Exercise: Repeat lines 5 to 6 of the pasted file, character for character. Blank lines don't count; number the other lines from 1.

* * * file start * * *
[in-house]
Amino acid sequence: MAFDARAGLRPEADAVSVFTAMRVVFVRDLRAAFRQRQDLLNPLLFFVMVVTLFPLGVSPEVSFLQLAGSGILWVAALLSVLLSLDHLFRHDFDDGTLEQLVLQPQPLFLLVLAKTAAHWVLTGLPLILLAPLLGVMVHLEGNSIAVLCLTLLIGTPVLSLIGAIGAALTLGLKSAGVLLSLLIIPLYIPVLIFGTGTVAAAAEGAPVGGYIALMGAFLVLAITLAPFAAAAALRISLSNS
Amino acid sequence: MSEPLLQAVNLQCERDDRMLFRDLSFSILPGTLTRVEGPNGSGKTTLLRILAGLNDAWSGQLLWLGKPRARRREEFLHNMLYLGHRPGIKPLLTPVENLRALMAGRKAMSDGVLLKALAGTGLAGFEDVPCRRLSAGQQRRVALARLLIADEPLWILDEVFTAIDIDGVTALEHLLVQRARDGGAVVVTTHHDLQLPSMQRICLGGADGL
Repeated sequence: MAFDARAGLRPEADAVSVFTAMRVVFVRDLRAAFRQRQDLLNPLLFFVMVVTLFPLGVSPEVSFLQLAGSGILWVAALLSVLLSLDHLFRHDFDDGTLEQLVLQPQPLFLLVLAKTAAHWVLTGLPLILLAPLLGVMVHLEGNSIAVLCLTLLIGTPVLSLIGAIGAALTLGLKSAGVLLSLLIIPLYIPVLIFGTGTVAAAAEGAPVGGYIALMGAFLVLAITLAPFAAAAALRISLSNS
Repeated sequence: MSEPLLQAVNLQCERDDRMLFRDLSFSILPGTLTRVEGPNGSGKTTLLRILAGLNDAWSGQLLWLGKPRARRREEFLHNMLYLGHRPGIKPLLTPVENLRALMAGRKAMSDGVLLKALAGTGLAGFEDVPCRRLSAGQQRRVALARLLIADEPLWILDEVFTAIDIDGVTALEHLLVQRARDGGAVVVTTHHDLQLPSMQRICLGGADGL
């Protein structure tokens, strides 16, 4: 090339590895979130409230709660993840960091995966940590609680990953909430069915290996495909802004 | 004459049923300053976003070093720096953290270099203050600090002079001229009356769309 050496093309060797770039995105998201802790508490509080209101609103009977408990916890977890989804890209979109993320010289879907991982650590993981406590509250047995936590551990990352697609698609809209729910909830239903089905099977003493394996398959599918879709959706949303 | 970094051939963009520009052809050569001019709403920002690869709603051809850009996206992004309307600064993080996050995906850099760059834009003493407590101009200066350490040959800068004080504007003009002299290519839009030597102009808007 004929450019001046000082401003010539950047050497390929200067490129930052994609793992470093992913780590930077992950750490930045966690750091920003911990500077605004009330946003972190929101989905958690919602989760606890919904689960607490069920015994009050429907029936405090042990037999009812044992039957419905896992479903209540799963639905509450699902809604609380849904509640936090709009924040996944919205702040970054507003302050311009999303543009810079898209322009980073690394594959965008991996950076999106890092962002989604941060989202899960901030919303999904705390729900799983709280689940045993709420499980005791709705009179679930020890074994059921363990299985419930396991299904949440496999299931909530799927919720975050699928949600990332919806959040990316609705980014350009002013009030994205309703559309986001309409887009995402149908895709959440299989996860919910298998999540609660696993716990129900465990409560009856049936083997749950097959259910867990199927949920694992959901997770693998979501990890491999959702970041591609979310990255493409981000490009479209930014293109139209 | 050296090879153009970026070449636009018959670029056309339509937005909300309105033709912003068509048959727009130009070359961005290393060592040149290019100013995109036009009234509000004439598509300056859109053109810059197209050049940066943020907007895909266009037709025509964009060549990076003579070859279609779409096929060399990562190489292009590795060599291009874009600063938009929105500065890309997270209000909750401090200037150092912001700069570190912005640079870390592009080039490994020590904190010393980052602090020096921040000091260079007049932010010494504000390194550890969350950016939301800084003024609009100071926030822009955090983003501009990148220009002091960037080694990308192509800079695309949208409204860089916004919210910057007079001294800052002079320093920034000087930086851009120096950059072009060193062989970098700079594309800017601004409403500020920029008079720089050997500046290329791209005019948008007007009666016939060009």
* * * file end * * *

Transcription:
Repeated sequence: MSEPLLQAVNLQCERDDRMLFRDLSFSILPGTLTRVEGPNGSGKTTLLRILAGLNDAWSGQLLWLGKPRARRREEFLHNMLYLGHRPGIKPLLTPVENLRALMAGRKAMSDGVLLKALAGTGLAGFEDVPCRRLSAGQQRRVALARLLIADEPLWILDEVFTAIDIDGVTALEHLLVQRARDGGAVVVTTHHDLQLPSMQRICLGGADGL
């Protein structure tokens, strides 16, 4: 090339590895979130409230709660993840960091995966940590609680990953909430069915290996495909802004 | 004459049923300053976003070093720096953290270099203050600090002079001229009356769309 050496093309060797770039995105998201802790508490509080209101609103009977408990916890977890989804890209979109993320010289879907991982650590993981406590509250047995936590551990990352697609698609809209729910909830239903089905099977003493394996398959599918879709959706949303 | 970094051939963009520009052809050569001019709403920002690869709603051809850009996206992004309307600064993080996050995906850099760059834009003493407590101009200066350490040959800068004080504007003009002299290519839009030597102009808007 004929450019001046000082401003010539950047050497390929200067490129930052994609793992470093992913780590930077992950750490930045966690750091920003911990500077605004009330946003972190929101989905958690919602989760606890919904689960607490069920015994009050429907029936405090042990037999009812044992039957419905896992479903209540799963639905509450699902809604609380849904509640936090709009924040996944919205702040970054507003302050311009999303543009810079898209322009980073690394594959965008991996950076999106890092962002989604941060989202899960901030919303999904705390729900799983709280689940045993709420499980005791709705009179679930020890074994059921363990299985419930396991299904949440496999299931909530799927919720975050699928949600990332919806959040990316609705980014350009002013009030994205309703559309986001309409887009995402149908895709959440299989996860919910298998999540609660696993716990129900465990409560009856049936083997749950097959259910867990199927949920694992959901997770693998979501990890491999959702970041591609979310990255493409981000490009479209930014293109139209 | 050296090879153009970026070449636009018959670029056309339509937005909300309105033709912003068509048959727009130009070359961005290393060592040149290019100013995109036009009234509000004439598509300056859109053109810059197209050049940066943020907007895909266009037709025509964009060549990076003579070859279609779409096929060399990562190489292009590795060599291009874009600063938009929105500065890309997270209000909750401090200037150092912001700069570190912005640079870390592009080039490994020590904190010393980052602090020096921040000091260079007049932010010494504000390194550890969350950016939301800084003024609009100071926030822009955090983003501009990148220009002091960037080694990308192509800079695309949208409204860089916004919210910057007079001294800052002079320093920034000087930086851009120096950059072009060193062989970098700079594309800017601004409403500020920029008079720089050997500046290329791209005019948008007007009666016939060009």